The roof at Lucas Oil Stadium will surely stay closed for the Big Ten football championship game between Iowa and Michigan on Dec. 4, but really, for the sake of Midwestern football, it should stay open. With snow falling in bunches, preferably.
The Hawkeyes (10-2, 7-2, No. 13 CFP) and Wolverines (11-1, 8-1, No. 2 CFP) are cut from the same cloth, daring opponents to step into a boxing ring for 60 minutes and betting their guys will be the last ones standing.
In one corner is the conference’s top rushing team, Michigan, coming off of the program’s first win over rival Ohio State since 2011 by way of nearly 300 rushing yards. In the other corner is Iowa, with a defense that barely budges and hasn’t given up more than 24 points in a game this season.
The Big Ten championship game kicks off at 8 p.m. on FOX.
How they got here
Iowa brushed off a two-game losing streak in October by winning its final four games, including a 15-point comeback against Nebraska on Nov. 26. Wisconsin could have won the Big Ten West but squandered its chance at a conference title by losing to Minnesota.
Michigan won the East by exorcising demons. It won road games against Wisconsin and Penn State and finally got head coach Jim Harbaugh his first win over the Buckeyes.
Back to the basics
The Wolverines got back to the version of football Harbaugh envisioned when he got to Ann Arbor in 2015. It’s a physical style that relies on a punishing offensive line and a bruising running attack led by Hassan Haskins, who ranks second in the Big Ten in yards per game (102.7) and is tied for first with 18 touchdowns.
The Wolverines rarely need to rely on quarterback Cade McNamara, a steady hand who avoids mistakes and negative plays. He showed the ability to be prolific with 383 yards in a loss against Michigan State, but Michigan didn’t build this turnaround season with a pass-happy offense.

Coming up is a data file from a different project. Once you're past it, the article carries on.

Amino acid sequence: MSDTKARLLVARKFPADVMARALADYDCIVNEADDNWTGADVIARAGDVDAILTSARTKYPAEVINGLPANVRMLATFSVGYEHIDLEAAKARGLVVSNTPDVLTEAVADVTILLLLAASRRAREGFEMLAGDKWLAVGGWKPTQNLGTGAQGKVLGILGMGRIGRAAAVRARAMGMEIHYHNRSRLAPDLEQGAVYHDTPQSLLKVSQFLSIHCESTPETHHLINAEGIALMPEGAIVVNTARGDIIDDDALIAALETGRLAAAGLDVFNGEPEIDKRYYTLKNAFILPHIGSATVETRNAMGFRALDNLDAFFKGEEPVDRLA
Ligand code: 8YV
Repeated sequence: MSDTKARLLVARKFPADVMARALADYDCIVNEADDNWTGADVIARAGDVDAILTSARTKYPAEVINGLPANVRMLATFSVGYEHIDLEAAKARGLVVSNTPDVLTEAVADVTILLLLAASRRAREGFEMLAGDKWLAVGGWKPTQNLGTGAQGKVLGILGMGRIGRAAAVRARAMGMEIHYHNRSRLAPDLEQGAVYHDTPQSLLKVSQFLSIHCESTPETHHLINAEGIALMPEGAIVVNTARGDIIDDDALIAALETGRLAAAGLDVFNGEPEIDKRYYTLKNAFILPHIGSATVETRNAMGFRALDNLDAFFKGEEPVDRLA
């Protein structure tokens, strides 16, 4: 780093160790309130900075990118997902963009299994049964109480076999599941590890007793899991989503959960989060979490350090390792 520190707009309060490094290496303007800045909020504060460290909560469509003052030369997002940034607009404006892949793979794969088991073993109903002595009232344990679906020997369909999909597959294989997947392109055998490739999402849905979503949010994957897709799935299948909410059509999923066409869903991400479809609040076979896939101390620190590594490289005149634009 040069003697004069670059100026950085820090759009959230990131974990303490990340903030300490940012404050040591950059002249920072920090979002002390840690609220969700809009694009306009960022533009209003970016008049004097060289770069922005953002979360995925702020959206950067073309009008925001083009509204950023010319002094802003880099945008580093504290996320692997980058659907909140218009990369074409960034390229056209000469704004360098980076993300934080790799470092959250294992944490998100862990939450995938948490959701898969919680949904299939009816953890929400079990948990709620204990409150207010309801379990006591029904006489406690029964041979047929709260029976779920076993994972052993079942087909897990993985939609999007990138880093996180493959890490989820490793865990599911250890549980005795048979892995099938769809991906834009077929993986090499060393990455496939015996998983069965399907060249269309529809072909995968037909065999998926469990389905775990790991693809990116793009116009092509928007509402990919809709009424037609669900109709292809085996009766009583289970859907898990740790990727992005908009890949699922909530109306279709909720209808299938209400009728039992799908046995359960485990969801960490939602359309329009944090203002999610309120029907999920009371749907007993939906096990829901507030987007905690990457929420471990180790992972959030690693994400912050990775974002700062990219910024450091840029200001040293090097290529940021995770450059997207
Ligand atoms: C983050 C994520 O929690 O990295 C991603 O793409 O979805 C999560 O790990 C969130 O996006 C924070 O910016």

Michigan recalibrated its defense a season after finishing 2-4, opting for a more modern scheme that better fits its personnel. The Wolverines have two game-wreckers coming off of the edge in Aidan Hutchinson and David Ajabo, who respectively rank first and second in sacks.
Iowa’s task on offense is to find more sparks than it usually generates.
Quarterback Spencer Petras isn’t particularly efficient with a 3-to-2 touchdown-to-interception ratio and a completion rate under 60%. The rushing attack hasn’t been much more reliable, ranking 11th in both yards per game (121.2) and yards per attempt (3.3).
Opportunities will already be scarce against the Wolverines’ defense, making it that much more important to capitalize when those times come.
The Hawkeyes’ path to a Big Ten title is relying on a defense that creates turnovers (a Big Ten-best 28 this season) and gives its offense good field position. In two losses, Iowa has seven turnovers and one takeaway.
At long last
Michigan claims more Big Ten titles than anyone else in the conference but hasn’t won one since 2004. That year, the Wolverines shared the crown with Iowa, when Hawkeyes head coach Kirk Ferentz was in his sixth season.
Iowa played in this game in 2015, losing 16-13 to Michigan State. The Big Ten added a stand-alone championship game in 2011.
The road to the College Football Playoff is simple for Michigan: Win and you’re in. The playoff committee would not leave out a 12-1 Big Ten champion.
Where things get dicey is if Iowa wins. The Hawkeyes are very likely not headed to the playoff either way, but a Michigan loss could open the door for Notre Dame, Oklahoma State or even Ohio State. The committee would also have to weigh still including a two-loss Michigan team.
Michigan opened as a 10 1/2-point favorite over the Hawkeyes. The over/under is at 43 1/2 points.
The Wolverines are 10-2 against the spread this season, covering in more games than any other team in the country. Iowa is 7-5.
Contact staff writer Tyler Fenwick at 317-762-7853. Follow him on Twitter @Ty_Fenwick.